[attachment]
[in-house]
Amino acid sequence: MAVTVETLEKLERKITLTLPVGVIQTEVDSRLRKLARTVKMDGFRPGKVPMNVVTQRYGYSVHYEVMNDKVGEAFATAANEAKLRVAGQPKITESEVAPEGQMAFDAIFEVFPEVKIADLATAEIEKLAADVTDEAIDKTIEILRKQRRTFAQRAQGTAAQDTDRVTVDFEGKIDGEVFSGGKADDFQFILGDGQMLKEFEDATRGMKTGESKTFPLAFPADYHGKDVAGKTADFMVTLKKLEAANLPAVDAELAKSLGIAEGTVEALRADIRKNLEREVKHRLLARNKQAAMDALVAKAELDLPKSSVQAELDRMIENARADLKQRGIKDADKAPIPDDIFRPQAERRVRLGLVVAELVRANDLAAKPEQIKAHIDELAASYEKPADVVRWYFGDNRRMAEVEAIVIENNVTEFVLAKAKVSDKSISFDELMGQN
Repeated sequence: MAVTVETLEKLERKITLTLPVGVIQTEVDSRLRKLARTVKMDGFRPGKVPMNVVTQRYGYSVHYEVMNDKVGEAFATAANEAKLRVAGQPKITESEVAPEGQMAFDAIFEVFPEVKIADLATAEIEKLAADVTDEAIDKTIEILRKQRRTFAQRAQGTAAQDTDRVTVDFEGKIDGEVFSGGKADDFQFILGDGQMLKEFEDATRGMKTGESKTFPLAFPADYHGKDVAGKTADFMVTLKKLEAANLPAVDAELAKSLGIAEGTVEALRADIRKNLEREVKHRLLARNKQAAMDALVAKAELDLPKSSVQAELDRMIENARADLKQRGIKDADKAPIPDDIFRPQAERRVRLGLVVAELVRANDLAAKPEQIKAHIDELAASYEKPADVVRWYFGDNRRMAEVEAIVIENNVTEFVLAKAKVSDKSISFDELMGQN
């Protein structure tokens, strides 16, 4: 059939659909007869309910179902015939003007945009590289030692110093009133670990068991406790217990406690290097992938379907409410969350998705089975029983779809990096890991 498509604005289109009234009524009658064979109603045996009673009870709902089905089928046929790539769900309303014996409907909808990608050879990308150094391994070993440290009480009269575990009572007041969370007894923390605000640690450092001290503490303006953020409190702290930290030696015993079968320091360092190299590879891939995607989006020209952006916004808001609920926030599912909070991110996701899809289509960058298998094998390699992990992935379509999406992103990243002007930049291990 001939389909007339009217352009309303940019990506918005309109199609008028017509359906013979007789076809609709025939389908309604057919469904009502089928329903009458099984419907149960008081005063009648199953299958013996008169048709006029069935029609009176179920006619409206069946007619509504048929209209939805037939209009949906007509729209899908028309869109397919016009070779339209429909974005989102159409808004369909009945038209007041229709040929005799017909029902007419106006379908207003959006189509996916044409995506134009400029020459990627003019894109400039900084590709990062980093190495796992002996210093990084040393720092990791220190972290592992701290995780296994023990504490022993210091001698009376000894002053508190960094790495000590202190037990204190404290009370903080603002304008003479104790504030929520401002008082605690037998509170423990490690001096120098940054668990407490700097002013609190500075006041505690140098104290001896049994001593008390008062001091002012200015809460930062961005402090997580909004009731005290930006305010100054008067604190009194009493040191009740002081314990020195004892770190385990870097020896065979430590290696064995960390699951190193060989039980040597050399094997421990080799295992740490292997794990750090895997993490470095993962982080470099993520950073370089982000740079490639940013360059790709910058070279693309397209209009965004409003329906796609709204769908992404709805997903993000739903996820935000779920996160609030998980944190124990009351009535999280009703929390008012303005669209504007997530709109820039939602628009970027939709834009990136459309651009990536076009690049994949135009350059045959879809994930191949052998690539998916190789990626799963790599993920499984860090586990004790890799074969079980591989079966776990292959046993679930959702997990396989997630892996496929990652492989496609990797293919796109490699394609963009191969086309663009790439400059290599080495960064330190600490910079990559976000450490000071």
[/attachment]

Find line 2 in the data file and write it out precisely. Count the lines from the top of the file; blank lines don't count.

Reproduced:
Amino acid sequence: MAVTVETLEKLERKITLTLPVGVIQTEVDSRLRKLARTVKMDGFRPGKVPMNVVTQRYGYSVHYEVMNDKVGEAFATAANEAKLRVAGQPKITESEVAPEGQMAFDAIFEVFPEVKIADLATAEIEKLAADVTDEAIDKTIEILRKQRRTFAQRAQGTAAQDTDRVTVDFEGKIDGEVFSGGKADDFQFILGDGQMLKEFEDATRGMKTGESKTFPLAFPADYHGKDVAGKTADFMVTLKKLEAANLPAVDAELAKSLGIAEGTVEALRADIRKNLEREVKHRLLARNKQAAMDALVAKAELDLPKSSVQAELDRMIENARADLKQRGIKDADKAPIPDDIFRPQAERRVRLGLVVAELVRANDLAAKPEQIKAHIDELAASYEKPADVVRWYFGDNRRMAEVEAIVIENNVTEFVLAKAKVSDKSISFDELMGQN